You often wondered, when your first baby, the boy with the fathomless blue eyes, was born, what was going through his mind. Thoughts that he had no language to express? Feelings beyond hunger, cold, pain, tiredness –beyond sensation?
You had no idea. You held him constantly in a dangling thing strapped to your chest, and you sang to him constantly as well. The same songs, over and over. You wondered if he ever heard the songs inside his baby head on the rare occasions when he wasn’t with you. How could you know?
Once, back in those days, you poked your head into his room, silently so as not to wake him if he was still sleeping. He wasn’t sleeping. Those blue eyes were wide open and staring up at something. Unblinking. You followed his gaze: the slatted blinds, half-closed at his window, were reflected and multiplied on the ceiling.
Dark bars, white slashes, dark bars, white slashes.
He watched and watched and watched.
Some time later, you read somewhere that infants are drawn to black and white contrast. You thought back to that day of the blue-eyed baby staring at the black and white bars. It made sense.
But did it, really? No. The fact that babies are drawn to black and white contrast means only that. You still don’t know why he was drawn to the black and white. You never will.
He was seeing something that you didn’t. He was seeing the world in a way that you had long outgrown, moved beyond.
When you began to read picture books to the blue-eyed boy, him on your lap, your arms around him, you realized that he saw the books in a way that was lost to you. Read him Goodnight Moon and his small finger would point to the mouse on each page. No matter where the mouse was hiding, he would find it, whereas your eyes went automatically to the printed words.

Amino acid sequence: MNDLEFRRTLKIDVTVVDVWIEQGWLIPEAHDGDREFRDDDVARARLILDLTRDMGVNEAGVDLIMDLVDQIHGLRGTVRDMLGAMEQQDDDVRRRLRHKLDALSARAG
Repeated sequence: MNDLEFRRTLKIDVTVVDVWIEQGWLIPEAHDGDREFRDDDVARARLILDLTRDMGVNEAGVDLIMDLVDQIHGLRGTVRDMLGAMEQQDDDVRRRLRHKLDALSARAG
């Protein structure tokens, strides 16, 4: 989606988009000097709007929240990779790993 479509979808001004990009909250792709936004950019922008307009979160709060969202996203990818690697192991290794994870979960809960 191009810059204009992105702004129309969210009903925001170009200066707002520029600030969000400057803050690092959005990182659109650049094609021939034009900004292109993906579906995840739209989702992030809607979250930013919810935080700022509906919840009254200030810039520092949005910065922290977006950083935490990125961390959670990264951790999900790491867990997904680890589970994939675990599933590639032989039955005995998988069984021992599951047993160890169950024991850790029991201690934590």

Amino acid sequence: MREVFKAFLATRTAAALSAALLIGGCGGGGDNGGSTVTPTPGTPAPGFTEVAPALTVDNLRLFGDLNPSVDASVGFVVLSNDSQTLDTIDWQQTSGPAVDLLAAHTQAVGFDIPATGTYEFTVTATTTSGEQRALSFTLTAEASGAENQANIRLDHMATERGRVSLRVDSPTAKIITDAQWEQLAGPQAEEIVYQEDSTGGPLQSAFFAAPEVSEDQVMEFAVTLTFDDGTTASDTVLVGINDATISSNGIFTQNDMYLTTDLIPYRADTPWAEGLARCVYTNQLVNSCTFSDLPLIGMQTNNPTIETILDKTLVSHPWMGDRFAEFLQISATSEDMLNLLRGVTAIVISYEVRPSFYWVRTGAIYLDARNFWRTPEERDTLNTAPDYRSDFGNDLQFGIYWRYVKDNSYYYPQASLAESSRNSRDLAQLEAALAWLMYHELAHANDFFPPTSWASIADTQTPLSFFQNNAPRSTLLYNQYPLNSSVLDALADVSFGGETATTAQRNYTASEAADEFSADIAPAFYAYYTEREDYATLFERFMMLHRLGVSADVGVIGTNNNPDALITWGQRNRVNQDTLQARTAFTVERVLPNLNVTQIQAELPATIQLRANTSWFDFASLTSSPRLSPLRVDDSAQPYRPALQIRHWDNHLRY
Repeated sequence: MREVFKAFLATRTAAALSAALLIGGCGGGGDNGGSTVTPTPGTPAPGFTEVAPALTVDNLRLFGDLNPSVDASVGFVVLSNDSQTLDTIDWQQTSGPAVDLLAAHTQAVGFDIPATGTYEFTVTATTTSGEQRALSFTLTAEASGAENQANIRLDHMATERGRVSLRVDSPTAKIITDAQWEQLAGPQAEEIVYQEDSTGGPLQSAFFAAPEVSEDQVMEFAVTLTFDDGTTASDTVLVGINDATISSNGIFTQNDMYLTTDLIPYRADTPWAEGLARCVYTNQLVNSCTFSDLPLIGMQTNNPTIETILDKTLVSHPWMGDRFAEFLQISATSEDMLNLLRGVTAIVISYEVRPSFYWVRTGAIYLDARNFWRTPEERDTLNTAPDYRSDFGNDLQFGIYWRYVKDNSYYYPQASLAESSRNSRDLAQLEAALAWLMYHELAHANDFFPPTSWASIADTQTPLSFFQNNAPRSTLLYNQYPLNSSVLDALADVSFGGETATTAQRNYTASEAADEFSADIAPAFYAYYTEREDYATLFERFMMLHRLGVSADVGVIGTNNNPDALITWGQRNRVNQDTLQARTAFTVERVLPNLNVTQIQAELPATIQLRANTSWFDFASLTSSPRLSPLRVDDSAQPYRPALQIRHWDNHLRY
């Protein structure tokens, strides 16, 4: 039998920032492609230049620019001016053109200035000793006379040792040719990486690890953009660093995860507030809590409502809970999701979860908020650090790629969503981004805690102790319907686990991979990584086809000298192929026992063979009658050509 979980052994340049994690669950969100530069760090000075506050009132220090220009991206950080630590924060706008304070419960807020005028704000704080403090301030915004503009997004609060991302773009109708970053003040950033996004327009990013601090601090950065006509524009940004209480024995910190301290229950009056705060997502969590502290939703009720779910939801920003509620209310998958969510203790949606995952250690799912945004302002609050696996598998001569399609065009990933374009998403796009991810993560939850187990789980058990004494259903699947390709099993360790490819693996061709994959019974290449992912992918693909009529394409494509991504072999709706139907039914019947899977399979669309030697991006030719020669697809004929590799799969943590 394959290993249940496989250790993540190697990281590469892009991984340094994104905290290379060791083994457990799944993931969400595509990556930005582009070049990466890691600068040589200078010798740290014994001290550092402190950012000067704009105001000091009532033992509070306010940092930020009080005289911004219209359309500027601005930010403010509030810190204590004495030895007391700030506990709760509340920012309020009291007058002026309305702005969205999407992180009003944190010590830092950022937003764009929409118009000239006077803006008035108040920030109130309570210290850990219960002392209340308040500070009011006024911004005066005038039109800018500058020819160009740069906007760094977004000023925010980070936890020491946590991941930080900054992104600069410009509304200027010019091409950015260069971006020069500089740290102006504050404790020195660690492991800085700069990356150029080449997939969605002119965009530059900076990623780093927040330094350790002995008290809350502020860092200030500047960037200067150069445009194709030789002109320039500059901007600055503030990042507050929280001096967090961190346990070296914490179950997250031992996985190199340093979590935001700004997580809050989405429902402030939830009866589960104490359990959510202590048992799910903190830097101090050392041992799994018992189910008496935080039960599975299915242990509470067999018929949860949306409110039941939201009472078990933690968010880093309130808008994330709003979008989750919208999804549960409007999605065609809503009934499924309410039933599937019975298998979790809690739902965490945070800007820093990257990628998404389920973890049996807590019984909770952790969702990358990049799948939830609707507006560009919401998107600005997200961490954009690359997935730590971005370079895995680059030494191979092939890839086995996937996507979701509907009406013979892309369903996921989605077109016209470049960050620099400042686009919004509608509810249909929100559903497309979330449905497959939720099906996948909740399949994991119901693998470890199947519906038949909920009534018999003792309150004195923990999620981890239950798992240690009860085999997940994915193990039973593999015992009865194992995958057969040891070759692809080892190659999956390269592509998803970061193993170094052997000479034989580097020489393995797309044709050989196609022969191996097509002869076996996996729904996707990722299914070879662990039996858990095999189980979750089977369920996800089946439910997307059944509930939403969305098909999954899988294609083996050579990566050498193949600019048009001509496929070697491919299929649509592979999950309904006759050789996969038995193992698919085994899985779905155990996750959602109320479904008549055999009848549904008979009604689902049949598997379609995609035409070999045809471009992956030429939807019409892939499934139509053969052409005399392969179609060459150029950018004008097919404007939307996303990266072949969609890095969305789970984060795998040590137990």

Two ways of seeing the same book. Two worlds in the same world.
You had a wave of sadness when you realized this, because you saw that you could never go back to the way the blue-eyed boy saw the world, because you knew how to read, and reading changes everything. Words first, pictures second.
The older you get the more aware you are of ways of seeing. Ways of perceiving. Ways of moving through the world.
Five years ago you moved into an old house with beautiful woodwork. Woodwork everywhere, from the box-beamed ceiling in the dining room to the handcrafted kitchen cabinets and radiator covers. Hardwood floors in every room. Gleaming, grained, hand-fitted wood, planed and shaped by the cabinetmaker who lived in the house before you.
Dear ___, what kind of wood are the kitchen cabinets made out of? They’re so pretty. Thanks, Alison
That was the extent of the note you sent him. A simple question about the kitchen cabinets.
What came back was a long, long, long email detailing all the wood used in each room of the house. Cherry and oak and walnut and maple and birch, and all the variations and qualities of each.
Probably way more information than you wanted, I guess.
That was how he ended his email. But he was wrong. You saved that email and sometimes still you read through it to remind yourself not so much of the kind of wood in your house but of the love and devotion that someone else can bring to an ordinary something –wood, in this case– that you think you appreciate, but don’t. Not really.
The friend who cuts your hair was born to cut hair and knew it from the beginning.
“I started cutting hair when I was in elementary school,” she said. “I just knew how to do it. I would cut all my friends’ hair.”
“And you were good at it from the start, weren’t you?” you said.
“Yes,” she said, a simple statement of fact. “I was.”
You were talking a few days ago with a friend who was attempting to explain various numbers on a budget chart to you. Some you got, some you had a hard time wrapping your head around, such as the numbers that count in one year but are actually carried forward to the next.